143.Article 51 of the Constitution reads: “Everyone has the right to education. This right shall be guaranteed by means of an extensive and free system of schools, part-time and full-time boarding schools, and scholarships for all types and levels of education, and by the free provision of school materials. All children and young people, regardless of their family’s economic situation, shall thus be offered an opportunity to obtain an education suited to their aptitudes, the needs of society, and the requirements of economic and social development. This right shall be accorded to adults, also free of charge and by means of facilities specified by law, in the form of adult education, technical and vocational training, work experience in State enterprises and organizations, and higher education courses for workers.”

144.The Cuban State has created the material conditions and human capital to ensure good-quality education for all, with universal free access at all levels, regardless of the gender, colour, family income, religion, opinions or political ideas of students or their families.

145.The Cuban education system, from preschool to higher education, is based on the guarantee of the right to free education, compulsory elementary education and access to higher education for all.

146.In the 2012/13 school year, 340,828 children aged between 3 and 5 years of age received preschool care, 337,557 of them — 99 per cent — in day-care centres, under the “Educate your Child” (Educa a tu hijo) programme and at the preschool level of primary school. Of a total of 803,194 children aged between 6 and 11 years, 783,995 — 99.4 per cent — are enrolled in school. Of a total of 424,284 children aged 12 to 14 years, 424,274 — 99.9 per cent — are enrolled in general secondary education or vocational schools. Cuba has one teacher for every 30 inhabitants. One hundred per cent of children with special educational needs receive appropriate attention in special schools.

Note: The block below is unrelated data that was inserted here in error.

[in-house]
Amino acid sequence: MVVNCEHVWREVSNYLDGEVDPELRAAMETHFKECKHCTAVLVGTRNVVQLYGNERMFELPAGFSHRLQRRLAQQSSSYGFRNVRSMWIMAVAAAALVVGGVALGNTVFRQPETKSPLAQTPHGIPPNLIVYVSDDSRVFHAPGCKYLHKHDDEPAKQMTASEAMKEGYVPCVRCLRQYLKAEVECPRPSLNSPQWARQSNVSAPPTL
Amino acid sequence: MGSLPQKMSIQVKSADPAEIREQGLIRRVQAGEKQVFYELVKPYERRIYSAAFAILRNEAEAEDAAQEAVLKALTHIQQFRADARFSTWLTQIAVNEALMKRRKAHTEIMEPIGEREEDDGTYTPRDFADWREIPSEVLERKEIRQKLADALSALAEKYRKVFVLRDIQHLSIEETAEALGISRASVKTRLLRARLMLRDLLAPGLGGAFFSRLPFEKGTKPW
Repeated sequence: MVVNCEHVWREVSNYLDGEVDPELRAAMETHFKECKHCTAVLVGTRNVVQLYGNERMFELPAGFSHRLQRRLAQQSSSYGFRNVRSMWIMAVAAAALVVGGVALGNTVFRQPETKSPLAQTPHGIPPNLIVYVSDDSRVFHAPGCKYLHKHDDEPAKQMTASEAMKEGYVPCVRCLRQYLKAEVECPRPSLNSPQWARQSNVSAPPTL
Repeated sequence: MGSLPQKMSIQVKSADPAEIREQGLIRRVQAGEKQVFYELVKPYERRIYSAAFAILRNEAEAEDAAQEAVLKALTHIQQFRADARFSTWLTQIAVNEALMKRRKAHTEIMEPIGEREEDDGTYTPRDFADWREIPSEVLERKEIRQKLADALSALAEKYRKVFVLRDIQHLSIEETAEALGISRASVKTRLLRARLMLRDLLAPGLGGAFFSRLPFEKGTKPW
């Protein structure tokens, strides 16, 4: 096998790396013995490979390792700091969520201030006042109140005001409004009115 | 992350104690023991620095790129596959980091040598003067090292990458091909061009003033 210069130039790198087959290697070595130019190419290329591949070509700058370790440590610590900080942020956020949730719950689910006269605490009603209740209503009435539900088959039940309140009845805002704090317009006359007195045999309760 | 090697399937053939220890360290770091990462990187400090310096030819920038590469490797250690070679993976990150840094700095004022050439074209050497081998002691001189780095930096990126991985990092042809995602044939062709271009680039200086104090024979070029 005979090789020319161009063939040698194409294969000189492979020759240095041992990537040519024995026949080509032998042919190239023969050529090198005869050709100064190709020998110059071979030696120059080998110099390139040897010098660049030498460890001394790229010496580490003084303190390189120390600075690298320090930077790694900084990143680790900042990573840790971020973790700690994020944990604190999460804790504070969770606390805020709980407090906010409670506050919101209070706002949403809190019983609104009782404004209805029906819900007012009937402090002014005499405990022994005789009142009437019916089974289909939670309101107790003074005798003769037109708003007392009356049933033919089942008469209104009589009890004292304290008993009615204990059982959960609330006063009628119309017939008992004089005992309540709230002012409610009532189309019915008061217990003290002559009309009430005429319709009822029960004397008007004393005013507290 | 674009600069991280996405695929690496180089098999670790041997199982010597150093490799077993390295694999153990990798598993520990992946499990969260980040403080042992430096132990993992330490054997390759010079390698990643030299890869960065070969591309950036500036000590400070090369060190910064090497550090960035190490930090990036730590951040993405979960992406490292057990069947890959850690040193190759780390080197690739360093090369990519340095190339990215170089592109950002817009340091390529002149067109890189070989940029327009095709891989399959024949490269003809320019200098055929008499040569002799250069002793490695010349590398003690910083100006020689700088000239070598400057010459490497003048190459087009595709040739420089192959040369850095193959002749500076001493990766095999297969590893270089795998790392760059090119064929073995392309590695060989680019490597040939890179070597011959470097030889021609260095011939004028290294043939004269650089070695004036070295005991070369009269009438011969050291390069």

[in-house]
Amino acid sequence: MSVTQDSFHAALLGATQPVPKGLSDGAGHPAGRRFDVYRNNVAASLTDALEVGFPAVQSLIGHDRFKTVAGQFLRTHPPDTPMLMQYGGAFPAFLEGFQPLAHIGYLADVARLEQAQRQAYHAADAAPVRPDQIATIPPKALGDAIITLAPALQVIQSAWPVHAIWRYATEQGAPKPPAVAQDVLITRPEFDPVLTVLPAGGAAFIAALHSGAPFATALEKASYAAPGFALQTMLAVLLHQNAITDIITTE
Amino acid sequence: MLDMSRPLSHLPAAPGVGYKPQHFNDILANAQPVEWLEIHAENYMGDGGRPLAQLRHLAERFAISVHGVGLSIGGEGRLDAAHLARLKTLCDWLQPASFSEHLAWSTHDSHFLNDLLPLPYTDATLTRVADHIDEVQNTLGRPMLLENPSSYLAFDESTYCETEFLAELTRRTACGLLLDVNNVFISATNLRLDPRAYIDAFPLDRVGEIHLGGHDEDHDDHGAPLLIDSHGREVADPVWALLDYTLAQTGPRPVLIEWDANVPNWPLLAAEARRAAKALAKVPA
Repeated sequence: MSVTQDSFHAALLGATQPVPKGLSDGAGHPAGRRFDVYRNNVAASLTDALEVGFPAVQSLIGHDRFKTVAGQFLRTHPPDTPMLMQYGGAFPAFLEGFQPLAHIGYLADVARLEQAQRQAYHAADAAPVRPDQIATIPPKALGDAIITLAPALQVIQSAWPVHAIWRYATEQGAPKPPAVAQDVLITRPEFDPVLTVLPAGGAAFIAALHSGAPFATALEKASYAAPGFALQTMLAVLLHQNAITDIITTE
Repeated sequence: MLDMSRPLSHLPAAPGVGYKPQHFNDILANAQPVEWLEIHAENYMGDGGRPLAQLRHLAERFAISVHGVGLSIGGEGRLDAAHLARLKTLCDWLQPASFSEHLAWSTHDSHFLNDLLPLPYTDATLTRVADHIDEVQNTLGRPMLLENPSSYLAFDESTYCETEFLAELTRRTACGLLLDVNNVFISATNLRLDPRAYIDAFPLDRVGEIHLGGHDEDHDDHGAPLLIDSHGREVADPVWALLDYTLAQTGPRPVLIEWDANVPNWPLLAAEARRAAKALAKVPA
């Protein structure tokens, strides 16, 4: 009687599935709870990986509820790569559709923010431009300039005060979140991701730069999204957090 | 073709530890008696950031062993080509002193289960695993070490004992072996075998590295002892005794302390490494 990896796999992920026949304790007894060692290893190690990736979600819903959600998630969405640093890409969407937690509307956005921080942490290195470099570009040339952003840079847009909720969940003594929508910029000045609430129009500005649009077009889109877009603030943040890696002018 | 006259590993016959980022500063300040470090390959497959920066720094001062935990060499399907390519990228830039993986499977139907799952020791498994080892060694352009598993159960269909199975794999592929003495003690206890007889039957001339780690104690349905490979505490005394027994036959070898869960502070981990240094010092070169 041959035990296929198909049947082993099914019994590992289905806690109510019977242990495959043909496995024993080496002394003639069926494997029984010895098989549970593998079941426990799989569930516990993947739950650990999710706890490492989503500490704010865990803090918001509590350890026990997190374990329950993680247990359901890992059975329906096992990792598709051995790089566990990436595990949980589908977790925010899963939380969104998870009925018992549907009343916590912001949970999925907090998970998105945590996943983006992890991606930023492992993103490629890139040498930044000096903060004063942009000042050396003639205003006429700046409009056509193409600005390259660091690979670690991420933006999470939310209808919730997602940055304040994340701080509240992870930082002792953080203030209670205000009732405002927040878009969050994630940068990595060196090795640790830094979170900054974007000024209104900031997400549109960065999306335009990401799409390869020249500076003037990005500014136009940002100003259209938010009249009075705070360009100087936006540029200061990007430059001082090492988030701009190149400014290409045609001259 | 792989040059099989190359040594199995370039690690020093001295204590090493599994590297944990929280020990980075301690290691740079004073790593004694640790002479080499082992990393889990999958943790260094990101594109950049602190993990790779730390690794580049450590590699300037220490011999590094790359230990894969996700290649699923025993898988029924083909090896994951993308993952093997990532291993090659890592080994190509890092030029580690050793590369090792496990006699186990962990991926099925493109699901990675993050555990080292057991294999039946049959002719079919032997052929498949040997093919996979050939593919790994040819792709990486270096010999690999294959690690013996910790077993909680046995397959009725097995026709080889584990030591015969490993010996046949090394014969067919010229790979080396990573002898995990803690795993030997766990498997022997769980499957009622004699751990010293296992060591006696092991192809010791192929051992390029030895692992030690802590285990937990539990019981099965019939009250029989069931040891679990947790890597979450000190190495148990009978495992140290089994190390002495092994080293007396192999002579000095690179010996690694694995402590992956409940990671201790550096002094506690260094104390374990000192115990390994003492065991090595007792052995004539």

Right to equal participation in cultural activities

147.Article 9 of the Constitution provides that the State should ensure that nobody lacks access to education, culture and sport.

148.Furthermore, chapter V, article 39, of the Constitution stipulates that the State should promote education, culture and the sciences in all their forms. The article provides that, with a view to raising the people’s cultural standards, the State should endeavour to promote and develop education in the arts, creative vocations and an artistic culture, as well as the capacity to appreciate it.

149.Cuba promotes, respects and guarantees the rights of academic freedom and artistic creation, the right to participate in the cultural life of the community and the right to benefit from the development of science.

150.Cultural policy has focused on protecting identity, preserving and safeguarding cultural heritage and promoting creativity, artistic and literary production and art appreciation.